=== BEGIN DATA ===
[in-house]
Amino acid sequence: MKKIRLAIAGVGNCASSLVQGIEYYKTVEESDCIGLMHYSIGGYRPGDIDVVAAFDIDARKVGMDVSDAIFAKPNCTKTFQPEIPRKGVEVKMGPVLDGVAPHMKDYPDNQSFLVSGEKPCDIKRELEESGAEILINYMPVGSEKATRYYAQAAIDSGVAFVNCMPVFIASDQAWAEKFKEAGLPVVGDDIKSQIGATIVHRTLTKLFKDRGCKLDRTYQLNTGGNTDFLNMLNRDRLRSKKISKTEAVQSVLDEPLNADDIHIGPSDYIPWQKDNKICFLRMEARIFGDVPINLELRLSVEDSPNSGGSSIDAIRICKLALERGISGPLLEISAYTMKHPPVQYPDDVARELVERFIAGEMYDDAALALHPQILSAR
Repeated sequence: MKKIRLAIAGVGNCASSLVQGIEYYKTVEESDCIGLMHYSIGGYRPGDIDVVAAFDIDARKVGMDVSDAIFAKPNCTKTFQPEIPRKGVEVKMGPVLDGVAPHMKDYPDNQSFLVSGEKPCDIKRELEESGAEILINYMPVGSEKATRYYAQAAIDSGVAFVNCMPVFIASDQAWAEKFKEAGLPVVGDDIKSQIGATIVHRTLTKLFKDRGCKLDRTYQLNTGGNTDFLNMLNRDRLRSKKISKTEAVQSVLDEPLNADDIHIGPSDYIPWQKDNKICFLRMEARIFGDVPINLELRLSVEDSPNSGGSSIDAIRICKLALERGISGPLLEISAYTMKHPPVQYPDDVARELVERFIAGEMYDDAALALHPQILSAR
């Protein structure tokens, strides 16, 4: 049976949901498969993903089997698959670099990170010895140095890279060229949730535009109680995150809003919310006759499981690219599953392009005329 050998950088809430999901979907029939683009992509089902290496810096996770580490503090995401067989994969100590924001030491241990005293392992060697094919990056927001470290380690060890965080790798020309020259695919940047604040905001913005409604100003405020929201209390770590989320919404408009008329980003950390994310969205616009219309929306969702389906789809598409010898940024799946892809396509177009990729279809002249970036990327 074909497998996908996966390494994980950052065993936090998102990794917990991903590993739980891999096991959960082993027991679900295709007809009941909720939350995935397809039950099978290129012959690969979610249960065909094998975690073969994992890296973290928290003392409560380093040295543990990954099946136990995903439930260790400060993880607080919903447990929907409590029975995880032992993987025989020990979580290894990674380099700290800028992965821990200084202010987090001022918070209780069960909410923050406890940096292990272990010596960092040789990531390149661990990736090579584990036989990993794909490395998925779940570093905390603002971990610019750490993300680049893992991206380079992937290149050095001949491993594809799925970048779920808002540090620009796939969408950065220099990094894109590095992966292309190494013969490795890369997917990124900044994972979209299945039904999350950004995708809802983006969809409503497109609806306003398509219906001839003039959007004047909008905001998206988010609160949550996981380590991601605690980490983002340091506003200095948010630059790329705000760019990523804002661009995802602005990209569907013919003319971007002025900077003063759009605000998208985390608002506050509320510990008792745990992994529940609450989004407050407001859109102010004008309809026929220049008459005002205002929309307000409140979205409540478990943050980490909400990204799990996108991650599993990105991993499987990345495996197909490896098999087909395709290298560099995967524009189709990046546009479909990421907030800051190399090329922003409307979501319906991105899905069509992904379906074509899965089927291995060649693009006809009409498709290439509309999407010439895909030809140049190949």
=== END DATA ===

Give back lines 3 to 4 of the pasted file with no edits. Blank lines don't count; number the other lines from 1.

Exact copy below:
Repeated sequence: MKKIRLAIAGVGNCASSLVQGIEYYKTVEESDCIGLMHYSIGGYRPGDIDVVAAFDIDARKVGMDVSDAIFAKPNCTKTFQPEIPRKGVEVKMGPVLDGVAPHMKDYPDNQSFLVSGEKPCDIKRELEESGAEILINYMPVGSEKATRYYAQAAIDSGVAFVNCMPVFIASDQAWAEKFKEAGLPVVGDDIKSQIGATIVHRTLTKLFKDRGCKLDRTYQLNTGGNTDFLNMLNRDRLRSKKISKTEAVQSVLDEPLNADDIHIGPSDYIPWQKDNKICFLRMEARIFGDVPINLELRLSVEDSPNSGGSSIDAIRICKLALERGISGPLLEISAYTMKHPPVQYPDDVARELVERFIAGEMYDDAALALHPQILSAR
């Protein structure tokens, strides 16, 4: 049976949901498969993903089997698959670099990170010895140095890279060229949730535009109680995150809003919310006759499981690219599953392009005329 050998950088809430999901979907029939683009992509089902290496810096996770580490503090995401067989994969100590924001030491241990005293392992060697094919990056927001470290380690060890965080790798020309020259695919940047604040905001913005409604100003405020929201209390770590989320919404408009008329980003950390994310969205616009219309929306969702389906789809598409010898940024799946892809396509177009990729279809002249970036990327 074909497998996908996966390494994980950052065993936090998102990794917990991903590993739980891999096991959960082993027991679900295709007809009941909720939350995935397809039950099978290129012959690969979610249960065909094998975690073969994992890296973290928290003392409560380093040295543990990954099946136990995903439930260790400060993880607080919903447990929907409590029975995880032992993987025989020990979580290894990674380099700290800028992965821990200084202010987090001022918070209780069960909410923050406890940096292990272990010596960092040789990531390149661990990736090579584990036989990993794909490395998925779940570093905390603002971990610019750490993300680049893992991206380079992937290149050095001949491993594809799925970048779920808002540090620009796939969408950065220099990094894109590095992966292309190494013969490795890369997917990124900044994972979209299945039904999350950004995708809802983006969809409503497109609806306003398509219906001839003039959007004047909008905001998206988010609160949550996981380590991601605690980490983002340091506003200095948010630059790329705000760019990523804002661009995802602005990209569907013919003319971007002025900077003063759009605000998208985390608002506050509320510990008792745990992994529940609450989004407050407001859109102010004008309809026929220049008459005002205002929309307000409140979205409540478990943050980490909400990204799990996108991650599993990105991993499987990345495996197909490896098999087909395709290298560099995967524009189709990046546009479909990421907030800051190399090329922003409307979501319906991105899905069509992904379906074509899965089927291995060649693009006809009409498709290439509309999407010439895909030809140049190949």